It's not easy without a bit of maths.
Basically, the term dB doesn't mean an absolute; rather, it's expressing the difference from a certain known value and the letter following the dB tells you the starting point.
Some of the common dB terms in audio are:
dBV represents the level compared to 1 Volt RMS. 0dBV = 1V. There is no reference to impedance.
dBu represents the level compared to 0.775 Volts RMS with an unloaded, open circuit, source (u = unloaded).
dBm represents the power level compared to 1 mWatt. This is a level compared to 0.775 Volts RMS across a 600 Ohm load impedance. Note that this is a measurement of power, not a measurement of voltage.
dbFS - relative to digital full-scale.
dB SPL - A measure of sound pressure level.
The two you're going to encounter most often in home recording are dBu and dBFS which are the scales usually seen on meters.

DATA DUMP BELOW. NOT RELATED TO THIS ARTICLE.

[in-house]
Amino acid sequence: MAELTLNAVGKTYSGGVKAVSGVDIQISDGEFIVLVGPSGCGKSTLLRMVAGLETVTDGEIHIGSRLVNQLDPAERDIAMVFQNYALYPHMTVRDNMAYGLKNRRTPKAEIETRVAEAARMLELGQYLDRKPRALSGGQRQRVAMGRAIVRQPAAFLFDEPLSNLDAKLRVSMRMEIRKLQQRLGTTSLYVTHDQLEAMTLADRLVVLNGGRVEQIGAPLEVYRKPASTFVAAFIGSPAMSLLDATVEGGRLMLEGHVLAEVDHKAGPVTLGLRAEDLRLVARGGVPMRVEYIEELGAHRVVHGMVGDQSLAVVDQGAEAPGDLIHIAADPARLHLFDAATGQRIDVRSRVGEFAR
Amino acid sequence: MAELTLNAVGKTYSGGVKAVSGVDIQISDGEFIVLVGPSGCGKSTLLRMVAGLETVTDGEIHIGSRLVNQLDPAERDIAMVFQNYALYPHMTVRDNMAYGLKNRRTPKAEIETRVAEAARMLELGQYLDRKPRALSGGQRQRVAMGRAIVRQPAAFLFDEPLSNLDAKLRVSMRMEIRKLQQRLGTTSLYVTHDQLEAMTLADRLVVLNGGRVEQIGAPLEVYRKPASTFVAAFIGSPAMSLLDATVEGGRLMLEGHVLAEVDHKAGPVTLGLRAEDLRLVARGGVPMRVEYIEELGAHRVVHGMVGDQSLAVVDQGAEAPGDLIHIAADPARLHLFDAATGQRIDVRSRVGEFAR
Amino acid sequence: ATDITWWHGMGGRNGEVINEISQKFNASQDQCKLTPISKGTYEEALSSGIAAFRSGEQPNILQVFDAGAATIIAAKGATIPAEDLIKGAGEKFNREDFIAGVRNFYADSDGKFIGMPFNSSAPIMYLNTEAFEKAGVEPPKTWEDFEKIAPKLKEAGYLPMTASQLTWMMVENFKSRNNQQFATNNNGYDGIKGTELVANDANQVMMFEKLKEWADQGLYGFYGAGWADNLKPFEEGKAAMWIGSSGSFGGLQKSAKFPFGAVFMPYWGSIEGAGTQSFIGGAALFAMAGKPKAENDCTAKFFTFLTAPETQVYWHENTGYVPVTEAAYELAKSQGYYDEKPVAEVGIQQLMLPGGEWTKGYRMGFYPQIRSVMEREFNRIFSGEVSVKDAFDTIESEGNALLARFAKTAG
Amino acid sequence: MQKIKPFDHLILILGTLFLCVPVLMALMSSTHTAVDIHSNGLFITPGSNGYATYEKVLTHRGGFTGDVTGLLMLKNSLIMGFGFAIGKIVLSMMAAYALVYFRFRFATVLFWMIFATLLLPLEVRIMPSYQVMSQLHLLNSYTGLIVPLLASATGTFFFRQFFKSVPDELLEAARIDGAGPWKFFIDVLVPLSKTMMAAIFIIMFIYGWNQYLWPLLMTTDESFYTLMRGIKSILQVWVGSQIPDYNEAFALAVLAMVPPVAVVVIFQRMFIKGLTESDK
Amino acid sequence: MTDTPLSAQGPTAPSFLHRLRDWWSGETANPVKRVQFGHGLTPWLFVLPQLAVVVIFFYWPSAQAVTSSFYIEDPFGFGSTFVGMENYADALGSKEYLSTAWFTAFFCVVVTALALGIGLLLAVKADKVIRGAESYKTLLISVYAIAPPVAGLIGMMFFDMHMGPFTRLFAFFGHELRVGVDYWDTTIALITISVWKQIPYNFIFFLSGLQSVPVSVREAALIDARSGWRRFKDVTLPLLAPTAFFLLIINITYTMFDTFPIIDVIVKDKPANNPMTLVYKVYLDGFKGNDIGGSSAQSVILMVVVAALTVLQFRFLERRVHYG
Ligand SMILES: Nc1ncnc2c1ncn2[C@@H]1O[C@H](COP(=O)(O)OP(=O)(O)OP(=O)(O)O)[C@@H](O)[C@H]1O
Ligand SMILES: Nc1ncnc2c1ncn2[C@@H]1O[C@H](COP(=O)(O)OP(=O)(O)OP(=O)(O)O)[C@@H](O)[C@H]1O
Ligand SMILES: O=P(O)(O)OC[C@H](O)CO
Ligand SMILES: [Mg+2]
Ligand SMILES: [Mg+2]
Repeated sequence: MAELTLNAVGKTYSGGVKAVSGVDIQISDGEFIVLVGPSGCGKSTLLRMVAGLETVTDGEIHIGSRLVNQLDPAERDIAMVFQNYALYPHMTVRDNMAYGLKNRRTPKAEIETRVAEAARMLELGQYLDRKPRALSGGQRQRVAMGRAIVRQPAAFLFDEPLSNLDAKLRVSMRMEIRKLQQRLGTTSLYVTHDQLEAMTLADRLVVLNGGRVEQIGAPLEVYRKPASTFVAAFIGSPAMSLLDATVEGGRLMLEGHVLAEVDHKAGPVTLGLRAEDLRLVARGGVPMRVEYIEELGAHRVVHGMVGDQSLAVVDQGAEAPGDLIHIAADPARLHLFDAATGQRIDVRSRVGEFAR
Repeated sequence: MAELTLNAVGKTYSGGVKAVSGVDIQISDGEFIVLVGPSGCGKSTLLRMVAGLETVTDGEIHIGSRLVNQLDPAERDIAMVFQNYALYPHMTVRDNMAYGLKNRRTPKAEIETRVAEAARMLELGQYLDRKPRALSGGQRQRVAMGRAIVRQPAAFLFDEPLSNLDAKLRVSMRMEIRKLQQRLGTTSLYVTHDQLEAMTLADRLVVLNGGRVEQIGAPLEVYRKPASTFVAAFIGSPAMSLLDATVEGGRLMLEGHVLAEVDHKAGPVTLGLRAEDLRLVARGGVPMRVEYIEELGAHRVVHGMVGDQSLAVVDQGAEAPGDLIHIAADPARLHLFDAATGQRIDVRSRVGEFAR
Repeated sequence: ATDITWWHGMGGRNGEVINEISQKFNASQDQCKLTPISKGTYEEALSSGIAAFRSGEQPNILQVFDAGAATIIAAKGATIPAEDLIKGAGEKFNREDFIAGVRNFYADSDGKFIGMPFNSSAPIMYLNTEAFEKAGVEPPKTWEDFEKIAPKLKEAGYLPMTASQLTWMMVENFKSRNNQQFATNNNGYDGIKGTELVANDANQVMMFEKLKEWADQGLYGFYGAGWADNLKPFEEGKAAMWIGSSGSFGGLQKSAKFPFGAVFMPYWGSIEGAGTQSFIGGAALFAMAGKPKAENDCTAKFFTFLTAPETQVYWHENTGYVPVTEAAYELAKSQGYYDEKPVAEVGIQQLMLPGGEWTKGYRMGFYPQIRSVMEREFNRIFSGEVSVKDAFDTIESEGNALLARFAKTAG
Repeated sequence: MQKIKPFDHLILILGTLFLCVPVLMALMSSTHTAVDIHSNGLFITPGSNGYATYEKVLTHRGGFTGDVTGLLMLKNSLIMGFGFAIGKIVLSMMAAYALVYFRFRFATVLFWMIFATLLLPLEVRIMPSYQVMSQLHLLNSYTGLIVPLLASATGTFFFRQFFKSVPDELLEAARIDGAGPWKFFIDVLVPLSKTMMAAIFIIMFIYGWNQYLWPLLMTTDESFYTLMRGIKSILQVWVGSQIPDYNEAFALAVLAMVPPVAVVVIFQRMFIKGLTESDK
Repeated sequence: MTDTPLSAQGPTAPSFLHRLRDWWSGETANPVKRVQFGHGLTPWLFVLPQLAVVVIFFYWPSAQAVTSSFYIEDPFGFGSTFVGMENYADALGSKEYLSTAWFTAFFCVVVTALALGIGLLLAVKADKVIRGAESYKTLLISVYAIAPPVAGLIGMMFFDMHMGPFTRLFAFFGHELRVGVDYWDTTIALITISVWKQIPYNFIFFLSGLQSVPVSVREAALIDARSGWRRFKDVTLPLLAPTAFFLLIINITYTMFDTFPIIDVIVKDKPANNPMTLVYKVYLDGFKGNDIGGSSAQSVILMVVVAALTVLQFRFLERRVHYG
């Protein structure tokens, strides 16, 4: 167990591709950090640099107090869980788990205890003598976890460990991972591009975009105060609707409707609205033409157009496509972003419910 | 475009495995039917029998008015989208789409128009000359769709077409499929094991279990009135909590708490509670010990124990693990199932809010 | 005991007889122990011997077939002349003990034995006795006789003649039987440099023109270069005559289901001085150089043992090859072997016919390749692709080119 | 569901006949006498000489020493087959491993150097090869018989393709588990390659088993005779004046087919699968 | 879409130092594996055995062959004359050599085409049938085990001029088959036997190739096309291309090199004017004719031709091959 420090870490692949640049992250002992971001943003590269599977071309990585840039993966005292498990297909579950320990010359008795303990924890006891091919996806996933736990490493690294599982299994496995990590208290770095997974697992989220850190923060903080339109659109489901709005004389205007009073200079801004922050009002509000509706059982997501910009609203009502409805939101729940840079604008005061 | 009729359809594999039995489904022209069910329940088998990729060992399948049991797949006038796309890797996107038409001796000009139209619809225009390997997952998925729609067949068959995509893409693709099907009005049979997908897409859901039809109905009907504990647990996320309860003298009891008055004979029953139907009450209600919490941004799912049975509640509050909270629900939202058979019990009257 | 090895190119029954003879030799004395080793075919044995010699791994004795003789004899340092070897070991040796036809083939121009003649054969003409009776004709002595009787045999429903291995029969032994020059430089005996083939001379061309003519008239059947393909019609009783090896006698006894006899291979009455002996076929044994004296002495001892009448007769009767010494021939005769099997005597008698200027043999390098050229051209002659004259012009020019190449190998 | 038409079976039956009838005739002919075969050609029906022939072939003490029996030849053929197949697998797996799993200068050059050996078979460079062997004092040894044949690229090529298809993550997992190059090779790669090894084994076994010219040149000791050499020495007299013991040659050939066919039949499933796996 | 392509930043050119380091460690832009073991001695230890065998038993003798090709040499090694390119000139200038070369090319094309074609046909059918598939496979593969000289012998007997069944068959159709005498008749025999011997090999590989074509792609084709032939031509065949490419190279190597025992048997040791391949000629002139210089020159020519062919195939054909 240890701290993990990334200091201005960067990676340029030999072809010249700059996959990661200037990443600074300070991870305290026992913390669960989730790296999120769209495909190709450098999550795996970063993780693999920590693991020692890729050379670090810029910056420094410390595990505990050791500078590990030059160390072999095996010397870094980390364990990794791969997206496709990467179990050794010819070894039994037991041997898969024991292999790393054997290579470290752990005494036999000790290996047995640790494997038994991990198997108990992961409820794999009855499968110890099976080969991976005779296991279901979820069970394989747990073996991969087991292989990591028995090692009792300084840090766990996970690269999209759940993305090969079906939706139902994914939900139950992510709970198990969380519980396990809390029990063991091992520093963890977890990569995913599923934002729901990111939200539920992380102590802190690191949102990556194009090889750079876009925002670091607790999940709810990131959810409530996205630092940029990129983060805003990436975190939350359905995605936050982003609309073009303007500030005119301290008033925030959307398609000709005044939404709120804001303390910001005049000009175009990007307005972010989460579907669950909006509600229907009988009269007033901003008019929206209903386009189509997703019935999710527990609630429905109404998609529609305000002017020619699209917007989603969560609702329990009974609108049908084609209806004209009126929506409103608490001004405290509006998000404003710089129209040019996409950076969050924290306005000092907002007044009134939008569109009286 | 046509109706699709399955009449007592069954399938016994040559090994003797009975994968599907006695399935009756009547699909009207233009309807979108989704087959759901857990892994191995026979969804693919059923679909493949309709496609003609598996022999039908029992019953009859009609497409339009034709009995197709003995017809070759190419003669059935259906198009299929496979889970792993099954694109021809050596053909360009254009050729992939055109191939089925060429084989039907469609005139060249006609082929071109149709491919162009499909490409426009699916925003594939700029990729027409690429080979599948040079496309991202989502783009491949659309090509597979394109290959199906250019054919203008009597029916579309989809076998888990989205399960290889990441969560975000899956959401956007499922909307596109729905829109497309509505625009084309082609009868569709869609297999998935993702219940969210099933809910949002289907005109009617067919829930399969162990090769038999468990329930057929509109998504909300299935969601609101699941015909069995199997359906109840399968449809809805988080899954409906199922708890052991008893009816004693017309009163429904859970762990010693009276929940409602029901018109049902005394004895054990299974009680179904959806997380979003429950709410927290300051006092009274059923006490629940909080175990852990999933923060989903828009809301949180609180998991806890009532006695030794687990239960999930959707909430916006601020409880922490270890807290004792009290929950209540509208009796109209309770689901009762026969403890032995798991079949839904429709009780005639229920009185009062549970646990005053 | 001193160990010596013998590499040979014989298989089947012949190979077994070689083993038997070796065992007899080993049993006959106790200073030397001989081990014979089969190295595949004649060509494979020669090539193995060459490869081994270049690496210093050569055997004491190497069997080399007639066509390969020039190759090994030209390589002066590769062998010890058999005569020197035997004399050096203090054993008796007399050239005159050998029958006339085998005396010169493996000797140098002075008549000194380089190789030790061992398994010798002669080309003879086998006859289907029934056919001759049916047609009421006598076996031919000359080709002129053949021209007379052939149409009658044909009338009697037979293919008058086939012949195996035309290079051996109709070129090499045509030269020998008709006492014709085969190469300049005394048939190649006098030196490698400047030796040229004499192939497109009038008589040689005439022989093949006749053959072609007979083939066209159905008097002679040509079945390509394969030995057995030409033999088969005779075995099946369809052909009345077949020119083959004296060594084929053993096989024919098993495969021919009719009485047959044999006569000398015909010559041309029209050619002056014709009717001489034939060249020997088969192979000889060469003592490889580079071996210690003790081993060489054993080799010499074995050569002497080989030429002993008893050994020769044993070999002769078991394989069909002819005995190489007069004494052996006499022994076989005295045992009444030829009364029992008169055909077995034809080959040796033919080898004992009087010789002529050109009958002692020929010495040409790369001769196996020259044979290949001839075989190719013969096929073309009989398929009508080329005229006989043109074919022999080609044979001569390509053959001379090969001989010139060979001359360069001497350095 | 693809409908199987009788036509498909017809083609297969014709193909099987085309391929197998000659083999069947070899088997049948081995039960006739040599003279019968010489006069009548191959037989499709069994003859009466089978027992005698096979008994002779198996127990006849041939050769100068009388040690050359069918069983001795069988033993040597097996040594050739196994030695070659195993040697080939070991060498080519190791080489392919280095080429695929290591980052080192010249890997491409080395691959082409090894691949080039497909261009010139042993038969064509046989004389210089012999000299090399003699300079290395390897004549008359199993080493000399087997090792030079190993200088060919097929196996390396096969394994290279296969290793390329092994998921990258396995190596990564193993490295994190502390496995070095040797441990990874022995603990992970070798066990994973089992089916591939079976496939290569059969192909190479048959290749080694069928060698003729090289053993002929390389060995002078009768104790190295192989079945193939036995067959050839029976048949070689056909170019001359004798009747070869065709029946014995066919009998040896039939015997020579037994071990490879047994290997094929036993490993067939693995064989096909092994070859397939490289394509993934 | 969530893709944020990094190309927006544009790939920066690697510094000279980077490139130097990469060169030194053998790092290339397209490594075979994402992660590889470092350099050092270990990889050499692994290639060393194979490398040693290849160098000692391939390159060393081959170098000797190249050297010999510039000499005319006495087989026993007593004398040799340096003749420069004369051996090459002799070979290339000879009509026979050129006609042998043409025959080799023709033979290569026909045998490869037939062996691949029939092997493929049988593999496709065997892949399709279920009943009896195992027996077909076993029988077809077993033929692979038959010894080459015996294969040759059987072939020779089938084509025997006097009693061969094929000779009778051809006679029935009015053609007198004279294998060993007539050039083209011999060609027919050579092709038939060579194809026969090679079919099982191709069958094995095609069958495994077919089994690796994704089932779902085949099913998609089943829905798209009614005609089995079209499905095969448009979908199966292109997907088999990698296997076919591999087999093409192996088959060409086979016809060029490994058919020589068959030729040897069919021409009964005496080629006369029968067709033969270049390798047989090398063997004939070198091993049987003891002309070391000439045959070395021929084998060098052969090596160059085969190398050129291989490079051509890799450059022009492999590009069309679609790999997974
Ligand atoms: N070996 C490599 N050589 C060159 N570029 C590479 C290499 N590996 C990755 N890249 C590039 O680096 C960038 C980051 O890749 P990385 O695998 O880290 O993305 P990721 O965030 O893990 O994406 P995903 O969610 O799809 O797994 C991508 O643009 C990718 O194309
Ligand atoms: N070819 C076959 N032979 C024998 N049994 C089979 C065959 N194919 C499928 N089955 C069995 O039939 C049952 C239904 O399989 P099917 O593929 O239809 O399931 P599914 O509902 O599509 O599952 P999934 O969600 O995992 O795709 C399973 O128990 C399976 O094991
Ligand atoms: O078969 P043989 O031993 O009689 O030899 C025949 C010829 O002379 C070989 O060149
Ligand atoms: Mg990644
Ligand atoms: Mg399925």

The meters you see on mixers etc. are usually in dBu with the .775 volts RMS I mention above usually being equivalent to the 0dB position on your meters. (I say usually because this isn't always true--depending where you are and what standards you follow, it might be +4dBu or something else...but that's for lesson 2). Anyway, most decent gear is built so the signal can go considerably higher than 0dBu/.775 volts RMS. Typically, things can handle at least +18dBu before clipping, sometimes more.
This brings me to dBFS (which stands for full scale). 0dBFS is the point in a digital system where you run out of bits and digital clipping (which is nasty) starts.
Since the headroom in analogue usually gives you to +18dBu, the norm is to assume that -18dBFS is equivalent to 0dBu on meters on the analogue side.
Remember this conversion and you have 90% of what you need.
The pessimist sees the glass as half empty. The optimist sees it as half full. The realist just drains the darn thing and gets a refill!